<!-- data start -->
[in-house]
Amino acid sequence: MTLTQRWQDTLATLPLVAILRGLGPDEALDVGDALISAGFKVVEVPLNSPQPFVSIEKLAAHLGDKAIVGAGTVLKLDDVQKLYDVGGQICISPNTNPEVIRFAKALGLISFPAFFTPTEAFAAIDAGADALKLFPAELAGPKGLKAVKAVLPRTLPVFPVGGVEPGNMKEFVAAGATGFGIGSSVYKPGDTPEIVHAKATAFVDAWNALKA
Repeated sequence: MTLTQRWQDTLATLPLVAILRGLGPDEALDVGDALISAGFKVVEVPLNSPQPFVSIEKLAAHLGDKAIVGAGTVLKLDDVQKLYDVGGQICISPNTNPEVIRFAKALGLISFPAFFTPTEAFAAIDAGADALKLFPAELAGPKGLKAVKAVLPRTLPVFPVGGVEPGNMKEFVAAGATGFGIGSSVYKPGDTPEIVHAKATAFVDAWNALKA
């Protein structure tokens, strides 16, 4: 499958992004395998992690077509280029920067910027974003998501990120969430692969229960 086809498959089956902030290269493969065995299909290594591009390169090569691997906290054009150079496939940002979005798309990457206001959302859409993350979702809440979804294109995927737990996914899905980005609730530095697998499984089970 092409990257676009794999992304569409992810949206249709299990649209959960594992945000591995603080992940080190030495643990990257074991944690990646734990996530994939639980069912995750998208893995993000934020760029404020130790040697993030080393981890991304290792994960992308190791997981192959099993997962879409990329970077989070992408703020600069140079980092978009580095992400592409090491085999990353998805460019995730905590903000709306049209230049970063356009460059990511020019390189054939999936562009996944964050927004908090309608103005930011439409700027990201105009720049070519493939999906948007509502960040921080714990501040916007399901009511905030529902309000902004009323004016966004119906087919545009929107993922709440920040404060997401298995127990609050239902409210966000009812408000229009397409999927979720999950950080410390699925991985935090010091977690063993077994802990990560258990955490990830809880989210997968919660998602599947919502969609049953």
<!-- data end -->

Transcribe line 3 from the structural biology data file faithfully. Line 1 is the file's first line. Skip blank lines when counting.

Repeated sequence: MTLTQRWQDTLATLPLVAILRGLGPDEALDVGDALISAGFKVVEVPLNSPQPFVSIEKLAAHLGDKAIVGAGTVLKLDDVQKLYDVGGQICISPNTNPEVIRFAKALGLISFPAFFTPTEAFAAIDAGADALKLFPAELAGPKGLKAVKAVLPRTLPVFPVGGVEPGNMKEFVAAGATGFGIGSSVYKPGDTPEIVHAKATAFVDAWNALKA